Copper has an important role in the angiogenesis process and copper chelation is recognized as a potential anti-cancer treatment targeting the inhibition of the angiogenesis process (Ref).

TM (tetrathiomolybdate) is a copper chelator and thus works against tumors by removing copper from the body. It is a drug already approved for human use, for the treatment of Wilson’s disease. In cancer treatment in humans, TM is used to reduce copper by 80%: €œDecreasing copper by 80% turns out to be fine to maintain the normal, housekeeping functions of normal cells,€ Merajver told Cancer Network. €œBut this level is not enough for very active angiogenesis required by tumors. The new blood vessel growth required for tumor progression is inhibited when copper is within this low level. This is the window of opportunity that this copper chelation affords.€ (Ref)

Case reports and Clinical studies

Treatment of metastatic cancer with tetrathiomolybdate, an anticopper, antiangiogenic agent: Phase I study. M-induced mild copper deficiency achieved stable disease in five of six patients who were copper deficient at the target range for at least 90 days.

Phase II trial of tetrathiomolybdate in patients with advanced kidney cancer Four patients (31%) had stable disease for at least 6 months during copper depletion (median, 34.5 weeks). TM was well tolerated, with dose reductions most commonly occurring for grade 3-4 granulocytopenia of short duration not associated with febrile episodes.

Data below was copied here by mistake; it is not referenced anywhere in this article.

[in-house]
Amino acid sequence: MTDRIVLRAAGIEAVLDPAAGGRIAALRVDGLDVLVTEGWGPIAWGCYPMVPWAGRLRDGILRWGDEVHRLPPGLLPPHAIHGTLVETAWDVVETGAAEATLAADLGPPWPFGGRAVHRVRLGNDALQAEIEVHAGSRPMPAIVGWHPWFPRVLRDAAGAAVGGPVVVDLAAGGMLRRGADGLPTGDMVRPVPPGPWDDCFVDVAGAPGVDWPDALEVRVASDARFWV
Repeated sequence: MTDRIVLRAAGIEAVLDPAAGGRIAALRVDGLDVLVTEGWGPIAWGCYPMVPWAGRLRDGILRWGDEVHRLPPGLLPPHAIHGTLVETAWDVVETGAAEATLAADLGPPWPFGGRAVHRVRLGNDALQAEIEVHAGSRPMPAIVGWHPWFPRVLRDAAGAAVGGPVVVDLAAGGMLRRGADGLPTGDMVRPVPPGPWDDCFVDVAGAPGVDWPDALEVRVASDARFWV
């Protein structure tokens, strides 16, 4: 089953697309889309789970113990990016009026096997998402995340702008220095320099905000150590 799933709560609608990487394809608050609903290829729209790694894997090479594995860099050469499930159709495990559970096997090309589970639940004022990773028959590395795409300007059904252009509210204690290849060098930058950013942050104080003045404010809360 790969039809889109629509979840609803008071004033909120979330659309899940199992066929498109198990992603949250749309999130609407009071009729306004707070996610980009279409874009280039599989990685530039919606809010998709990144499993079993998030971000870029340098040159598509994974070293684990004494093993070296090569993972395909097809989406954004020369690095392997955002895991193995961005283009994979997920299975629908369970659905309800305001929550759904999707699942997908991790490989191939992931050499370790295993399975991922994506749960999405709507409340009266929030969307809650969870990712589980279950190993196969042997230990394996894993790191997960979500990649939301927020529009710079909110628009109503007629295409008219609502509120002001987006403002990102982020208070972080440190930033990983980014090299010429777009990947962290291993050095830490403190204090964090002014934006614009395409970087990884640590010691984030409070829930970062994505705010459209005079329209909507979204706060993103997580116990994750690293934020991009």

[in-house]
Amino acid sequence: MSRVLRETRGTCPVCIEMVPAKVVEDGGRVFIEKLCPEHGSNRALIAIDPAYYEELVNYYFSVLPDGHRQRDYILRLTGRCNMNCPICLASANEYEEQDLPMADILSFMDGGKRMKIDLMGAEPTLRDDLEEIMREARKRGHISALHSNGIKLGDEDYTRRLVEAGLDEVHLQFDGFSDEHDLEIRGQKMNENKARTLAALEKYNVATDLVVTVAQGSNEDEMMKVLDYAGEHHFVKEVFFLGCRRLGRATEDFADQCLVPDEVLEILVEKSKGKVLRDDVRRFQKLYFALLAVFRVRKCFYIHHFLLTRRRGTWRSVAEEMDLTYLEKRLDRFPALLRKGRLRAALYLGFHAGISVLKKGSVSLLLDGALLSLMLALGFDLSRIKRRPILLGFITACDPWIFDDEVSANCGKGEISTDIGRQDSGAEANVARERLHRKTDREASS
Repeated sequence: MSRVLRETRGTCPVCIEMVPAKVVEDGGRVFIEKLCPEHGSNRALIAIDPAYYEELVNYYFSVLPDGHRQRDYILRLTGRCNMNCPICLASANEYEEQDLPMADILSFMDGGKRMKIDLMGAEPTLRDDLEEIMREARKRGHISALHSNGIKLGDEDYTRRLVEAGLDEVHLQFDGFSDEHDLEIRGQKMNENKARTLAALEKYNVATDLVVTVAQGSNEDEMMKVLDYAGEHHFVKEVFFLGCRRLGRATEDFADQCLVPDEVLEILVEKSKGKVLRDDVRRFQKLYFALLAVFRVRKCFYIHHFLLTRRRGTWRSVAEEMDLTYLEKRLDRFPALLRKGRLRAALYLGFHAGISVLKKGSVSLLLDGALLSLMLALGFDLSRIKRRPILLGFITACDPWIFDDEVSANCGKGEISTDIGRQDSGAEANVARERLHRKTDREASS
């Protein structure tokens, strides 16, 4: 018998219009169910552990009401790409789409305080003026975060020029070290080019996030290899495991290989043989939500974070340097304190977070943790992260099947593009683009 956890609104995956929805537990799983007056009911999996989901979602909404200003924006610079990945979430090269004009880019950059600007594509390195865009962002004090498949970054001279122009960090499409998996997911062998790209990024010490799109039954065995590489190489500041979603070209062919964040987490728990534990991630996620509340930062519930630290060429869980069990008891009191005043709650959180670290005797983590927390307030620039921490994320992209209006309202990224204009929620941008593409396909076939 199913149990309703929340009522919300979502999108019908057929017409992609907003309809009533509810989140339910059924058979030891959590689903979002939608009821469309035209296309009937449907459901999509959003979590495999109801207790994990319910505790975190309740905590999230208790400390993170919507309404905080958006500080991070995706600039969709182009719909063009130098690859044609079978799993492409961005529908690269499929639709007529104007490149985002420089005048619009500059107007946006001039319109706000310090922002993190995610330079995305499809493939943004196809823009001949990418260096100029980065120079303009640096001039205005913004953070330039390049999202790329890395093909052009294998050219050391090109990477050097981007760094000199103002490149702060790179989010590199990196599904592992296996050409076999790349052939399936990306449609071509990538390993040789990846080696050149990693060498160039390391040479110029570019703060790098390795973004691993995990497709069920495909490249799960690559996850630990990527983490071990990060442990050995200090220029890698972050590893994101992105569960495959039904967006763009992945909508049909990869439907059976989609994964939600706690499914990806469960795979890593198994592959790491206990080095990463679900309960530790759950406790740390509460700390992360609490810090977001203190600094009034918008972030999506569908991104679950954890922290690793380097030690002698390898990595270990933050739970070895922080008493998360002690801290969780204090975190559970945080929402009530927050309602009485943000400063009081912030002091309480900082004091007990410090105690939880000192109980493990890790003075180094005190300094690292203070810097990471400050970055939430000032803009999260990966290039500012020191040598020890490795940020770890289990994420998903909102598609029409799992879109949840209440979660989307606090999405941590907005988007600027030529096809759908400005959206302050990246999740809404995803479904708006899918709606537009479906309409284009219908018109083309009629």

TM is a copper chelator, while copper seems to be required for the development of new blood vessels needed to support the the tumor growth.
Its mechanism may involve inhibition of NF-κB and downstream cytokines.


“TM has been used in humans to treat a disease of copper excess known as Wilson€™s disease, and found to have some mild side effects. TM is likely safe to use in cancer patients, based on preliminary human research (noted above), provided it is used under close medical supervision. TM can cause the body€™s copper level to go too low resulting in low white and red cell counts (temporary). This can cause fatigue, dizziness, and susceptibility to infection. Low cell counts can be rapidly corrected by adjusting the dose of TM. Other known side effects include bad breath, diarrhea, and rash. In our experience, mild drops in cell counts are common, and most patients have little or no side effects from the drug itself. Patients who receive TM must be closely monitored for drug side effects with routine check-ups and comprehensive lab tests.” (Ref.)